A Community-Based Participatory Research Study of “The Living Room:" An Alternative to Hospital Emergency Departments for Persons in Emotional Distress

2.50
Hdl Handle:
http://hdl.handle.net/10755/303961
Category:
Abstract
Type:
Presentation
Title:
A Community-Based Participatory Research Study of “The Living Room:" An Alternative to Hospital Emergency Departments for Persons in Emotional Distress
Author(s):
Shattell, Mona; Beavers, Josephine; Prasek, Lauren; Harris, Barbara; Emery, Courtney L.; Heyland, Michelle; Tomlinson, Stella Karen
Lead Author STTI Affiliation:
Zeta Sigma
Author Details:
Mona Shattell, PhD, RN, mona.shattell@gmail.com; Josephine Beavers, MS; Lauren Prasek, MS; Barbara Harris, PhD, RN; Courtney L. Emery, MA, LCPC; Michelle Heyland, BSN, RN-BC; Stella Karen Tomlinson, MS;
Abstract:

Poster presented on: Wednesday, July 24, 2013, Thursday, July 25, 2013

Purpose: Persons with severe mental illness experience episodic crises, which result in frequent visits to hospital emergency departments (EDs). EDs, however, are not always the most effective environments for psychiatric patients who might better be served elsewhere and who might best be cared for from a recovery-oriented framework. The Recovery Model arises from acknowledging the limitations of the medical model and suggests alternative treatments that are not disease-centered, but person-centered. Recovery-oriented alternative crisis intervention programs exist in the US but little research could be found. The purpose of this qualitative descriptive study is to describe the lived experience of a community, recovery-oriented crisis intervention program in the Chicagoland area of the US – The Living Room – from the perspective of guests who are in crisis, professional clinical staff members who counsel guests, and trained peer counselors who serve as guest mentors. A collaborative, interdisciplinary, community-academic research team is conducting the study.

Methods: Community-based participatory research methods and an existential phenomenological theoretical/philosophical approach were used for this study. Nondirective, in-depth interviews were conducted with participants who were guests, psychiatric/mental health nurses and counselors, and peer counselors who were asked to describe what stands out to them about The Living Room.  Our total sample is comprised of 19 persons. Interviews were audio-recorded, transcribed verbatim, and then systematically analyzed using descriptive phenomenological methods of analysis by an interdisciplinary and community-based participatory research team. The findings will be presented as a thematic structure of the experience of The Living Room -- a recovery-oriented alternative crisis intervention treatment environment.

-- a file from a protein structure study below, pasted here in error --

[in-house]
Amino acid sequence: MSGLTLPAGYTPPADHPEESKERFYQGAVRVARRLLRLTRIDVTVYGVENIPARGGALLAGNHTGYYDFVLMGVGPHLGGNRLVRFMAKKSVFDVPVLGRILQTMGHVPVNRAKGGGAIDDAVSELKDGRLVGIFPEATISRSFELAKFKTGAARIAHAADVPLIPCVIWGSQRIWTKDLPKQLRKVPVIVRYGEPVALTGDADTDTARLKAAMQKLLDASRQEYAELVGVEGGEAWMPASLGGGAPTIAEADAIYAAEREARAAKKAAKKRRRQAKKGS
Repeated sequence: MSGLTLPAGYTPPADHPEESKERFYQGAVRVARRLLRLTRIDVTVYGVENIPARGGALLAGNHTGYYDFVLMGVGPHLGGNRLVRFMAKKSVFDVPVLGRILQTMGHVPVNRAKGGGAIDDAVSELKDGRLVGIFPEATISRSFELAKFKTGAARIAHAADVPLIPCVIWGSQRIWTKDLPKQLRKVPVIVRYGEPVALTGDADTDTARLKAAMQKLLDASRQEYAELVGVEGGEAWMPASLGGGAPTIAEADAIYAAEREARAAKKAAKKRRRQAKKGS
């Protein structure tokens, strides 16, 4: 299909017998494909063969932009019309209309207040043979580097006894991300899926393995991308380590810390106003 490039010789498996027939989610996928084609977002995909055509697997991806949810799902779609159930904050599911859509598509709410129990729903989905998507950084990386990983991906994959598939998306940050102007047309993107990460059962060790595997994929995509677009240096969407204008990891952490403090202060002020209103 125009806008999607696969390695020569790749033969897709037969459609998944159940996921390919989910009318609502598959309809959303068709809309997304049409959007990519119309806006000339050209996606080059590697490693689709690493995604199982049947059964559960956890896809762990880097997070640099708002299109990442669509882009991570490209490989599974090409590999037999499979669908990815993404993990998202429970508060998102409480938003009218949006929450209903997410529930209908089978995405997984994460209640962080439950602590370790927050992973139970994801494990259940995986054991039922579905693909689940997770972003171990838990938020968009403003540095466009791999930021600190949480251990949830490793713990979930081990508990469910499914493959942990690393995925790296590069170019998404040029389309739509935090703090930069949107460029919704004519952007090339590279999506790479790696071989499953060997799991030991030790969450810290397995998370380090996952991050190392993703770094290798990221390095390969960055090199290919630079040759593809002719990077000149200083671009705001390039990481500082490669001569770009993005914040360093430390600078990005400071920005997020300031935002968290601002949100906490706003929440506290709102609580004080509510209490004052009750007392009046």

Results: Study in progress.

Conclusion: Findings may raise awareness of ways that recovery-oriented alternative programs assists individuals in crisis, which will contribute to the literature about these programs and may provide information for other alternatives to hospital emergency department visits for persons experiencing emotional distress.

Keywords:
recovery model; psychiatric/mental health nursing; crisis intervention
Repository Posting Date:
22-Oct-2013
Date of Publication:
22-Oct-2013
Conference Date:
2013
Conference Name:
24th International Nursing Research Congress
Conference Host:
Sigma Theta Tau International, the Honor Society of Nursing
Conference Location:
Prague, Czech Republic
Description:
24th International Nursing Research Congress Theme: Bridge the Gap Between Research and Practice Through Collaboration. Held at the Hilton Prague Hotel.
Note:
This is an abstract-only submission. If the author has submitted a full-text item based on this abstract, you may find it by browsing the Virginia Henderson Global Nursing e-Repository by author. If author contact information is available in this abstract, please feel free to contact him or her with your queries regarding this submission.

Full metadata record

DC FieldValue Language
dc.language.isoen_USen_GB
dc.type.categoryAbstracten_GB
dc.typePresentationen_GB